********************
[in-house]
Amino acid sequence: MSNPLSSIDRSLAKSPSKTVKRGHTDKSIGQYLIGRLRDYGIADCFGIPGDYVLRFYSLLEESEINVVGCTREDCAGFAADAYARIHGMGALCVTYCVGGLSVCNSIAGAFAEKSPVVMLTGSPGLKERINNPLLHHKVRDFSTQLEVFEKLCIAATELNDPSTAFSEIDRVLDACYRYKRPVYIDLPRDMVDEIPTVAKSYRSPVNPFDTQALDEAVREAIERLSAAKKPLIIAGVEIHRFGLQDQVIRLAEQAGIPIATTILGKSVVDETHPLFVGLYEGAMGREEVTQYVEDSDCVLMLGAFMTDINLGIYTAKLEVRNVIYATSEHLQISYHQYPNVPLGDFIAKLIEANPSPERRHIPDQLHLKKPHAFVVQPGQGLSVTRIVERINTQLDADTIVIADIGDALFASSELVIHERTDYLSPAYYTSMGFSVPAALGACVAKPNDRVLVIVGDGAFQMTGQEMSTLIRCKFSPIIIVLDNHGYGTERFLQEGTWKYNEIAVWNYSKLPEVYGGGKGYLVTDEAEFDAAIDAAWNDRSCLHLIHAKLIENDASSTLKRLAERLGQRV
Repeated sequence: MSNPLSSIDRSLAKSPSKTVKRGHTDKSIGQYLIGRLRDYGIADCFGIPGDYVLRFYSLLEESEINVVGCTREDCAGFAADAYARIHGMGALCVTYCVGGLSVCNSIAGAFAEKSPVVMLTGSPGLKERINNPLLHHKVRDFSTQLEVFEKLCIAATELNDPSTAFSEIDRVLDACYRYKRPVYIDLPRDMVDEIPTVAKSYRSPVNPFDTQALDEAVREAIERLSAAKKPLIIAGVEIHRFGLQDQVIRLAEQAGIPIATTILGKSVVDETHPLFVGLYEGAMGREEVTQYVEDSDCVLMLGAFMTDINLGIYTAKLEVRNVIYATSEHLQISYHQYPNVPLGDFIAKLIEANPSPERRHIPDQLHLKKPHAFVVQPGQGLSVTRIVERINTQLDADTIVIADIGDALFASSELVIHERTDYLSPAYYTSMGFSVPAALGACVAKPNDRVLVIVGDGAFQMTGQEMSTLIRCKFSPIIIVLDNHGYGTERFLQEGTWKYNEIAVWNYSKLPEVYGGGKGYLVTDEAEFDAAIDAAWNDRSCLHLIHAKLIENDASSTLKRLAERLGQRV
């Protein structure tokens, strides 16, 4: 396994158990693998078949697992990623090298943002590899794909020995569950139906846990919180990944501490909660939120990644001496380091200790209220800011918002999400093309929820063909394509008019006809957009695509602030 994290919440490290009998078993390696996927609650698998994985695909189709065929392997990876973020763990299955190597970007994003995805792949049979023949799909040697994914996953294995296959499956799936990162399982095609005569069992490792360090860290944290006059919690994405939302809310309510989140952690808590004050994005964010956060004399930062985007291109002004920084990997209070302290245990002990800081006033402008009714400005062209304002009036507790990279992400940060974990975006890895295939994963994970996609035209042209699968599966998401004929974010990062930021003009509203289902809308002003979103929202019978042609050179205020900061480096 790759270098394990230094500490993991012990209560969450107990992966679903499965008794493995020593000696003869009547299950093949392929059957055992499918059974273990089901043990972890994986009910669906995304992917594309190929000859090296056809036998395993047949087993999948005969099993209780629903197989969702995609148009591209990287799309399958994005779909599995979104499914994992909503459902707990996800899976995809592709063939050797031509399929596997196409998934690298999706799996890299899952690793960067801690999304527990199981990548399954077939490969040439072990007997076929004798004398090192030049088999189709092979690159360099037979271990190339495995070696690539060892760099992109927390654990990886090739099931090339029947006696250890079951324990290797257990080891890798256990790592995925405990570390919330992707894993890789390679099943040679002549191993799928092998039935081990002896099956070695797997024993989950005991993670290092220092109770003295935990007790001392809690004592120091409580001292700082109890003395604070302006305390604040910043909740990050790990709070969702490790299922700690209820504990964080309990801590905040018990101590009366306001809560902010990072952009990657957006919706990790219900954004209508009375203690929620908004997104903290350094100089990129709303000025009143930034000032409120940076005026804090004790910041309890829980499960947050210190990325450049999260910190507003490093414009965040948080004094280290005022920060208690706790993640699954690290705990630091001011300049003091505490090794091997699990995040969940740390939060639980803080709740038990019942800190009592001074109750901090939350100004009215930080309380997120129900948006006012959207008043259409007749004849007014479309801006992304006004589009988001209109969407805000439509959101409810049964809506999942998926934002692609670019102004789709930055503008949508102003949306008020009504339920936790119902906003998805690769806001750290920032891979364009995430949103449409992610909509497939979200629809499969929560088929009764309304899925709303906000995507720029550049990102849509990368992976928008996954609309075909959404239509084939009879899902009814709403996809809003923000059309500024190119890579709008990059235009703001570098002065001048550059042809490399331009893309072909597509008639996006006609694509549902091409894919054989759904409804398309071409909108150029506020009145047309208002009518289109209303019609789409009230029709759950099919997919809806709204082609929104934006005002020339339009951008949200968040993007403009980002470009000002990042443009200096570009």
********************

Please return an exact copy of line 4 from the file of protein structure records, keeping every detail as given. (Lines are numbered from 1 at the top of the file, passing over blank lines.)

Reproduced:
């Protein structure tokens, strides 16, 4: 396994158990693998078949697992990623090298943002590899794909020995569950139906846990919180990944501490909660939120990644001496380091200790209220800011918002999400093309929820063909394509008019006809957009695509602030 994290919440490290009998078993390696996927609650698998994985695909189709065929392997990876973020763990299955190597970007994003995805792949049979023949799909040697994914996953294995296959499956799936990162399982095609005569069992490792360090860290944290006059919690994405939302809310309510989140952690808590004050994005964010956060004399930062985007291109002004920084990997209070302290245990002990800081006033402008009714400005062209304002009036507790990279992400940060974990975006890895295939994963994970996609035209042209699968599966998401004929974010990062930021003009509203289902809308002003979103929202019978042609050179205020900061480096 790759270098394990230094500490993991012990209560969450107990992966679903499965008794493995020593000696003869009547299950093949392929059957055992499918059974273990089901043990972890994986009910669906995304992917594309190929000859090296056809036998395993047949087993999948005969099993209780629903197989969702995609148009591209990287799309399958994005779909599995979104499914994992909503459902707990996800899976995809592709063939050797031509399929596997196409998934690298999706799996890299899952690793960067801690999304527990199981990548399954077939490969040439072990007997076929004798004398090192030049088999189709092979690159360099037979271990190339495995070696690539060892760099992109927390654990990886090739099931090339029947006696250890079951324990290797257990080891890798256990790592995925405990570390919330992707894993890789390679099943040679002549191993799928092998039935081990002896099956070695797997024993989950005991993670290092220092109770003295935990007790001392809690004592120091409580001292700082109890003395604070302006305390604040910043909740990050790990709070969702490790299922700690209820504990964080309990801590905040018990101590009366306001809560902010990072952009990657957006919706990790219900954004209508009375203690929620908004997104903290350094100089990129709303000025009143930034000032409120940076005026804090004790910041309890829980499960947050210190990325450049999260910190507003490093414009965040948080004094280290005022920060208690706790993640699954690290705990630091001011300049003091505490090794091997699990995040969940740390939060639980803080709740038990019942800190009592001074109750901090939350100004009215930080309380997120129900948006006012959207008043259409007749004849007014479309801006992304006004589009988001209109969407805000439509959101409810049964809506999942998926934002692609670019102004789709930055503008949508102003949306008020009504339920936790119902906003998805690769806001750290920032891979364009995430949103449409992610909509497939979200629809499969929560088929009764309304899925709303906000995507720029550049990102849509990368992976928008996954609309075909959404239509084939009879899902009814709403996809809003923000059309500024190119890579709008990059235009703001570098002065001048550059042809490399331009893309072909597509008639996006006609694509549902091409894919054989759904409804398309071409909108150029506020009145047309208002009518289109209303019609789409009230029709759950099919997919809806709204082609929104934006005002020339339009951008949200968040993007403009980002470009000002990042443009200096570009």